The Court stated that “The citizen cannot be penalised for a discrepancy in the form prescribed by the respondent, which has resulted in the form being unable to be submitted even in the case of a law-abiding citizen.”
    The Judgment can be accessed at:
  • Hytone Merchants Pvt. Ltd. v. Satabadi Investment Consultants Pvt. Ltd.
    NCLAT sets aside Insolvency Application on the signs of Collusion – 30 June 2021
    The National Company Law Appellant Tribunal (NCLAT) has passed an order stating that it is empowered to refuse insolvency applications if there are signs of collusion and mala fide intent. The NCLAT pointed out that before admitting the application, every precaution is necessary to be exercised so that the insolvency process is not misused for any other purpose other than the resolution of insolvency and that the NCLT has to exercise careful discretion.
    The order can be accessed at:


  • Kshitiz Arya & Anr. v. Google LLC & Ors.
    Competition Commission of India (“CCI”) orders probe into Google for alleged abuse of dominance in India’s Smart TV market – 22 June 2021
    The CCI has ordered further investigation into the allegations that Google Inc. is abusing its dominant position with Android in India’s Television market. CCI in its order said it prima facie opines that certain clauses of agreements entered into between Google and Smart TV manufacturers amount to an abuse of Google’s dominant position in the market.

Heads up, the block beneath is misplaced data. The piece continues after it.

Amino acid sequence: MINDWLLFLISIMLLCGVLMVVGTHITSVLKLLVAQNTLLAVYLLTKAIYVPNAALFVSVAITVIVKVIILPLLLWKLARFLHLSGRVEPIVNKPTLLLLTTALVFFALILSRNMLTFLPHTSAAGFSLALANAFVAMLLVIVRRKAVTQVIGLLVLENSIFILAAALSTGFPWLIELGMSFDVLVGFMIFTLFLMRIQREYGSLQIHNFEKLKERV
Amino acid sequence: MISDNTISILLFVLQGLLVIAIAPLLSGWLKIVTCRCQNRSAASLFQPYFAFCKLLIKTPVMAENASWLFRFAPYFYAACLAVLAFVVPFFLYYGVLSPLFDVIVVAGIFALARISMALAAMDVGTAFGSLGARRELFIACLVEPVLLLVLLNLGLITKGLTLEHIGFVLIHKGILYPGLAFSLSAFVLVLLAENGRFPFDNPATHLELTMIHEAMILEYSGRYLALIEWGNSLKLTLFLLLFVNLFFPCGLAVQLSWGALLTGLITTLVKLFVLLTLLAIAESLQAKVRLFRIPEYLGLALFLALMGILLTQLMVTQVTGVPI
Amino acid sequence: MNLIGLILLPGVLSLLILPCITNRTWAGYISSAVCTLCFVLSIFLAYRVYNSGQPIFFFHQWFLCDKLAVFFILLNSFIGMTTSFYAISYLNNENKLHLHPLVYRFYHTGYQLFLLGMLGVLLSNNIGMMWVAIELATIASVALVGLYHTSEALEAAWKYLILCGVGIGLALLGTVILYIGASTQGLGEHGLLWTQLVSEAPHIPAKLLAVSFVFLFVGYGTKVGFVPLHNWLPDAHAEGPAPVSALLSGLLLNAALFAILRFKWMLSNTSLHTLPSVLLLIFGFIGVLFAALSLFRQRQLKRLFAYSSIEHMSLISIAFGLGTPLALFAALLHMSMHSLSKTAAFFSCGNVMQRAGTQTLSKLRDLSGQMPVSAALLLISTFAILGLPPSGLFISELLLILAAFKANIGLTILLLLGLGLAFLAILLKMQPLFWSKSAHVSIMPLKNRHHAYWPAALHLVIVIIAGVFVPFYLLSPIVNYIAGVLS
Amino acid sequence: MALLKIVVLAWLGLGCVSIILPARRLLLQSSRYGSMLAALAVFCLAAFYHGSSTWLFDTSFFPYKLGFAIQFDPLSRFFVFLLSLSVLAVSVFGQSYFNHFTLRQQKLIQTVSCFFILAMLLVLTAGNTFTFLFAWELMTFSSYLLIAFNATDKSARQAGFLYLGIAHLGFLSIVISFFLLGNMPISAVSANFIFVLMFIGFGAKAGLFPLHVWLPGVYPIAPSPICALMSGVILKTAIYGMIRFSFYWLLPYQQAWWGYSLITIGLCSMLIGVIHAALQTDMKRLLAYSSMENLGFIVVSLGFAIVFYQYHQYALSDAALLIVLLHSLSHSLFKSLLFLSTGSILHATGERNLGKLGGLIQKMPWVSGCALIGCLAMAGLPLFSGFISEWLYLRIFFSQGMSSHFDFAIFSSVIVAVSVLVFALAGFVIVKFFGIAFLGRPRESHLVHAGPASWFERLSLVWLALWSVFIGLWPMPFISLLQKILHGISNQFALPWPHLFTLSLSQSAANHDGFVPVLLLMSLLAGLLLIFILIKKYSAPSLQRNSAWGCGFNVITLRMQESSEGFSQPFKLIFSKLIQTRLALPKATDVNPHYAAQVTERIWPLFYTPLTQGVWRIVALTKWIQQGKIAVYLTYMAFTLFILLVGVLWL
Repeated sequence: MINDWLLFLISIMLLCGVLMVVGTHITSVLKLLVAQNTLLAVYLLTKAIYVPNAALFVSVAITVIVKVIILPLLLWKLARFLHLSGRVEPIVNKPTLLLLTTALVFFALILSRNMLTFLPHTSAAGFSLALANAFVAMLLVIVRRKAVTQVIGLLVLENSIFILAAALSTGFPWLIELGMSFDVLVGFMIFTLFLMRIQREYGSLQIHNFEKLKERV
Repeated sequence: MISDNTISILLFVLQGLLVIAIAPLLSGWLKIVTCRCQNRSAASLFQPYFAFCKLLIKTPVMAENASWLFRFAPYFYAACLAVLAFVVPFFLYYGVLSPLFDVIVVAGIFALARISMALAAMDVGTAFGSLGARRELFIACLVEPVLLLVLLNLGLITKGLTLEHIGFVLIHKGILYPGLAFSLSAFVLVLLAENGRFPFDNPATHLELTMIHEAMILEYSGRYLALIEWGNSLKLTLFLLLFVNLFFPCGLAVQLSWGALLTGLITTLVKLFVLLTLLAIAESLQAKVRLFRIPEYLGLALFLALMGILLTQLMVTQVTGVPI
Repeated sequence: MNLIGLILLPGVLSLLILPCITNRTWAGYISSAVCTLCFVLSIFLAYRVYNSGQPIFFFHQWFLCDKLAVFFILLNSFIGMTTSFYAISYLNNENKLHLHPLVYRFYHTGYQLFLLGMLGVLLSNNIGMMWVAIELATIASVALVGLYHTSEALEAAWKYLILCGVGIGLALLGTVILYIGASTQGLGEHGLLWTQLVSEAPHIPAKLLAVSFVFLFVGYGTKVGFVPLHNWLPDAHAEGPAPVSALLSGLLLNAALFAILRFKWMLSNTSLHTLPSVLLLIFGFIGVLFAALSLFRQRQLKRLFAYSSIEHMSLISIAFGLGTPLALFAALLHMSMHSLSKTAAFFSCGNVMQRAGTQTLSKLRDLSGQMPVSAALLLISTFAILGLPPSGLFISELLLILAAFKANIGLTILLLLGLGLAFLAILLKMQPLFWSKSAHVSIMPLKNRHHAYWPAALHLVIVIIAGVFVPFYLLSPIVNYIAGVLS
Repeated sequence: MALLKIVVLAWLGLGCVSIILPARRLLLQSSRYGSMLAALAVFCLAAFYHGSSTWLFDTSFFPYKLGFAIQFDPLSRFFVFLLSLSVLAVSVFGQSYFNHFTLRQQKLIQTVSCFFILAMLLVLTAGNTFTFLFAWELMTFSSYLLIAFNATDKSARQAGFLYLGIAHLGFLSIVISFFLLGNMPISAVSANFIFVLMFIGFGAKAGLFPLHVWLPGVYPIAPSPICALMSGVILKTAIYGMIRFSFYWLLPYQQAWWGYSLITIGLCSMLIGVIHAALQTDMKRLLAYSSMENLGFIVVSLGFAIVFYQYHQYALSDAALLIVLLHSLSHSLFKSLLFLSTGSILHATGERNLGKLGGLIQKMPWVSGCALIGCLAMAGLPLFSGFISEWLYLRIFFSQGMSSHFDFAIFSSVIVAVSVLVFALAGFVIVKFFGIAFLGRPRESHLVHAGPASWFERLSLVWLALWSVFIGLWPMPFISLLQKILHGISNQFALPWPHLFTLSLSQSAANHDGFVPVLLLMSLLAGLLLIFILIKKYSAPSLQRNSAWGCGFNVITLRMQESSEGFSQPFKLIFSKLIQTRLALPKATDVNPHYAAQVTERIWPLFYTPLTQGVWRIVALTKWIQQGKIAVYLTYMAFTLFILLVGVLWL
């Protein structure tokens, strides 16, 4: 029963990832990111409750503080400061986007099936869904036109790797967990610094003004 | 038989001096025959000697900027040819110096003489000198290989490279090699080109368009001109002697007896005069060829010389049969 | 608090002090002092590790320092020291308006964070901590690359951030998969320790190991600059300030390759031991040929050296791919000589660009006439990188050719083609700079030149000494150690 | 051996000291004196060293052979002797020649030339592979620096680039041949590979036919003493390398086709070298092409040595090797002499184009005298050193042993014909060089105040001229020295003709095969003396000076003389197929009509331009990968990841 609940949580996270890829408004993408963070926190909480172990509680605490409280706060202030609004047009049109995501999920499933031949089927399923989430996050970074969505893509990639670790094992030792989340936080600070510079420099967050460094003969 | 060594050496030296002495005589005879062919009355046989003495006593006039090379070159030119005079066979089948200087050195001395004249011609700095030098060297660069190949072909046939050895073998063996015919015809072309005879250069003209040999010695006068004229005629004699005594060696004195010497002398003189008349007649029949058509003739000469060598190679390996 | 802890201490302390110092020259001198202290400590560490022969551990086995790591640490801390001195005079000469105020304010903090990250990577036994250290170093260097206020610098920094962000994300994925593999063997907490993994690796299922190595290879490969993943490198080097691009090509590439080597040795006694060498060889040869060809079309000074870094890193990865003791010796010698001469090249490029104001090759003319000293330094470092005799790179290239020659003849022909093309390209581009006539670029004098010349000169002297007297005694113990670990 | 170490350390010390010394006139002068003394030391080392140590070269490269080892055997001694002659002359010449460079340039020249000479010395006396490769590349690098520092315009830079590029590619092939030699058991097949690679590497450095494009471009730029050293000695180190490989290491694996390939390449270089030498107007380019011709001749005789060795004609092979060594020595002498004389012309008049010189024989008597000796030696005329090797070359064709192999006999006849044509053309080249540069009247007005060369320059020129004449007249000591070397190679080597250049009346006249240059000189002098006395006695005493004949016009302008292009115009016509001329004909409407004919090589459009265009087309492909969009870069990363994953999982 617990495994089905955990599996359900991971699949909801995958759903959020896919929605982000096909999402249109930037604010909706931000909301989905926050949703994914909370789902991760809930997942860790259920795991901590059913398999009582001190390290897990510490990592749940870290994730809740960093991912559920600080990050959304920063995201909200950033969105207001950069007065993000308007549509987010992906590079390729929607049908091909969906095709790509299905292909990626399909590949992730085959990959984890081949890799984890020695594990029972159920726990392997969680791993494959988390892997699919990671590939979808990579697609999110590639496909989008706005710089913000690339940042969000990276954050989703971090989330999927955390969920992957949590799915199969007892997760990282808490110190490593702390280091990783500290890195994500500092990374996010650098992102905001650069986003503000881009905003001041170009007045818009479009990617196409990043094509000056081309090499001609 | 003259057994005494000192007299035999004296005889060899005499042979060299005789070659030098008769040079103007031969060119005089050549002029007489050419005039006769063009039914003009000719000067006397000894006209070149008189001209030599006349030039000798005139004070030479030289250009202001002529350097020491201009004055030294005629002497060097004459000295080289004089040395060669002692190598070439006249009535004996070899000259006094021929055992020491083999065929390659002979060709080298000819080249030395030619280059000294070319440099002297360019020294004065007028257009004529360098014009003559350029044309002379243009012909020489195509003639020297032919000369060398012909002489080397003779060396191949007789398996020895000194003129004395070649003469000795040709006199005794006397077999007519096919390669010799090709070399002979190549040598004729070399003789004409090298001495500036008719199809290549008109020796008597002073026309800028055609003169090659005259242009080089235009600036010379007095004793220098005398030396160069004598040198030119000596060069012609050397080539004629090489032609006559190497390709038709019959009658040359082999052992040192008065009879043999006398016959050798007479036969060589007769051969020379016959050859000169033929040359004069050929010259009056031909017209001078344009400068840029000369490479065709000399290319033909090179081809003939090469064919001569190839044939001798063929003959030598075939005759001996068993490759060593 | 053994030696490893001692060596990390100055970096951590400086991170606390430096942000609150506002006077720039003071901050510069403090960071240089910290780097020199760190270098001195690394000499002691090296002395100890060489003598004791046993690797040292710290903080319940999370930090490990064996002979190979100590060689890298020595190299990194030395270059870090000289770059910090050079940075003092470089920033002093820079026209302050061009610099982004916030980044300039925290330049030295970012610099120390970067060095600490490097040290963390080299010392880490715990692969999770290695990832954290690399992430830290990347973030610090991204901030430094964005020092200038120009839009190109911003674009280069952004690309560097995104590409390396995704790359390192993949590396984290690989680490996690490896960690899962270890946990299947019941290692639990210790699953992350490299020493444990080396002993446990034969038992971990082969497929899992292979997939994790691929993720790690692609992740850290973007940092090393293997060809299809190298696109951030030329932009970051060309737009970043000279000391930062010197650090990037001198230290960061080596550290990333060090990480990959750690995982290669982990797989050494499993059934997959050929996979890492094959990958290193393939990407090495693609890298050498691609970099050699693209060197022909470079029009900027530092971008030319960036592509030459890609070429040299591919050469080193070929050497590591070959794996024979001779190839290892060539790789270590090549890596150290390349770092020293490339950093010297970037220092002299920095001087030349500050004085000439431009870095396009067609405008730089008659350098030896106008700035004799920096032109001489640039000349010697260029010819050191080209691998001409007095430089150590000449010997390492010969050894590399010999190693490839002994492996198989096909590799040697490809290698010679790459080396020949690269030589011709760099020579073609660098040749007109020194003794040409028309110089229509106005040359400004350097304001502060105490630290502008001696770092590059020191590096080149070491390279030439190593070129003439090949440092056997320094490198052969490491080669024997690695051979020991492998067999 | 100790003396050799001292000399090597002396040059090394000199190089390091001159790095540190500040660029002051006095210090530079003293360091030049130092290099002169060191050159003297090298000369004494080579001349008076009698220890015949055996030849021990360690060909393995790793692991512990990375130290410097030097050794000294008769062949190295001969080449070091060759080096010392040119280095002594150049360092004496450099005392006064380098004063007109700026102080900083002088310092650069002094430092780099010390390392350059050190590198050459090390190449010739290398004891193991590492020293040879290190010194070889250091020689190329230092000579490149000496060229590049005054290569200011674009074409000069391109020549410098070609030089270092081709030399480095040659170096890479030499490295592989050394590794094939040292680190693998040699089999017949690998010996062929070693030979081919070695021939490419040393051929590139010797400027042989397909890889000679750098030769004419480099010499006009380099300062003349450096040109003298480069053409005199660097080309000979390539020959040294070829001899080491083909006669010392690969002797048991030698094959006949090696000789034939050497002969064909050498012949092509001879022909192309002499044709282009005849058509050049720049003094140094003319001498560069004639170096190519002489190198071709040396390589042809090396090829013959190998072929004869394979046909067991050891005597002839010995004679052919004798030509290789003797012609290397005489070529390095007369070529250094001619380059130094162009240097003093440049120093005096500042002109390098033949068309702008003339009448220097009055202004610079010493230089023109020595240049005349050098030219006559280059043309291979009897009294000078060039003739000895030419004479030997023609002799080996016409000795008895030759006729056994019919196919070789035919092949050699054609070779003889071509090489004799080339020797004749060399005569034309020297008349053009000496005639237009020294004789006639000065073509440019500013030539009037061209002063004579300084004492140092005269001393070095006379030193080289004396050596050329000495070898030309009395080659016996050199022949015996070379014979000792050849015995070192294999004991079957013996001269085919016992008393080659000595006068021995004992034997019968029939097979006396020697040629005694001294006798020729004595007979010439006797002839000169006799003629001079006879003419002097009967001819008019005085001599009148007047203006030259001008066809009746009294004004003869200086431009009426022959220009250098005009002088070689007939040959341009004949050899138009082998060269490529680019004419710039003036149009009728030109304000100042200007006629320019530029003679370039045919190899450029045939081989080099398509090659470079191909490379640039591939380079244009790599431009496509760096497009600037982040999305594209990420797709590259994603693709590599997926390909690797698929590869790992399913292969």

CCI said in its order that,”In this backdrop, the commission is of the prima facie opinion that by making pre- installation of Google’s proprietary apps (particularly Play Store) conditional upon signing of ACC for all android devices manufactured/distributed/marketed by device manufacturers, Google has reduced the ability and incentive of device manufacturers to develop and sell devices operating on alternative versions of Android i.e. Android forks, and thereby limited technical or scientific development relating to goods or services to the prejudice of consumers in contravention of Section 4(2)(b) of the act,”.
    The Order can be accessed at:


  • WhatsApp LLC v. Competition Commission of India & Anr.
    Delhi High Court refuses to stay Competition Commission of India(“CCI”) notice to WhatsApp, Facebook – 21 June 2021
    The Delhi High Court refused to interfere in this stage of proceedings and has declined the plea by WhatsApp to put on hold a notice issued by the CCI seeking information regarding the messaging app’s controversial new privacy policy. However, it urged “the DG, to bear in mind that the investigation against the appellant is under judicial consideration before a division bench of this court” and the matter would be taken by the regular bench on July 9.
    The Judgment can be accessed at:
  • Martin Jayakumar v. The Govt. of India & Ors.‘ Courts can’t regulate children’s mobile addiction – 1 July 2021 The Madras High Court has declined to entertain a plea that wanted a ban on all online and offline video games, observing that elected governments were the appropriate authority to take a policy decision on concerns around the addiction of children and young adults to these games. The Bench stated that “It is not for the court to impose restrictions”.The Bench, however, added that the court could step in if the Executive fails to act on any representation made in this regard.
    The Judgment can be accessed at: